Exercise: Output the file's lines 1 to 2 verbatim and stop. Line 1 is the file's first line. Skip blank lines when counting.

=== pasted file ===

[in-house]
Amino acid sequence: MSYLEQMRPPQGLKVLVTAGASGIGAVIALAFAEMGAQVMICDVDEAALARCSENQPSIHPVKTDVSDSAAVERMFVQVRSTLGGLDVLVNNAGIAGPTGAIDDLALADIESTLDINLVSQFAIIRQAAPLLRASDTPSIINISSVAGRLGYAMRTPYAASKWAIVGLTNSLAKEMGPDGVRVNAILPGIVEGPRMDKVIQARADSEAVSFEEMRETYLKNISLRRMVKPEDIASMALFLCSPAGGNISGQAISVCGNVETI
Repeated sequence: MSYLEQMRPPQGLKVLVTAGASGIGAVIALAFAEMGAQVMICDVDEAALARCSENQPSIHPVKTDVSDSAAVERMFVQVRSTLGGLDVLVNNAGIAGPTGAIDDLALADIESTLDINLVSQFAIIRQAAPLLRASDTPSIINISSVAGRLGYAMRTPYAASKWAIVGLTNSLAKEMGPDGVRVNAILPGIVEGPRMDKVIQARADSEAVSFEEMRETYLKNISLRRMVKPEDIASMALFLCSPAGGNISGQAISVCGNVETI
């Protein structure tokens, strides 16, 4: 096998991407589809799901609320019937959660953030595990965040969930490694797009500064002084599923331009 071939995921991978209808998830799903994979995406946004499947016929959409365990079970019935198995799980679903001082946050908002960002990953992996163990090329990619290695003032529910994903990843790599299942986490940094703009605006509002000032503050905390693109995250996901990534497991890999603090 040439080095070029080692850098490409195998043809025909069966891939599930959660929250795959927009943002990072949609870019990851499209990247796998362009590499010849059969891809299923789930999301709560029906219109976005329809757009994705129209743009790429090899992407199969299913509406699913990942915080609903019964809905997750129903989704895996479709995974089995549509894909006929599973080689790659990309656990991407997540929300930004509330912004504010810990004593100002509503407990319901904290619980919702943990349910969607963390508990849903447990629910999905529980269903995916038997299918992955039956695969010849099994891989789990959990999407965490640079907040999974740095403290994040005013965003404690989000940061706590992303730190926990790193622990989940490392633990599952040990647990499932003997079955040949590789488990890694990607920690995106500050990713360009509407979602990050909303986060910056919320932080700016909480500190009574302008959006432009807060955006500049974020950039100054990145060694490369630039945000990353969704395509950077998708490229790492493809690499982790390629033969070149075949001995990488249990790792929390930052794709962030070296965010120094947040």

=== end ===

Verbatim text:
[in-house]
Amino acid sequence: MSYLEQMRPPQGLKVLVTAGASGIGAVIALAFAEMGAQVMICDVDEAALARCSENQPSIHPVKTDVSDSAAVERMFVQVRSTLGGLDVLVNNAGIAGPTGAIDDLALADIESTLDINLVSQFAIIRQAAPLLRASDTPSIINISSVAGRLGYAMRTPYAASKWAIVGLTNSLAKEMGPDGVRVNAILPGIVEGPRMDKVIQARADSEAVSFEEMRETYLKNISLRRMVKPEDIASMALFLCSPAGGNISGQAISVCGNVETI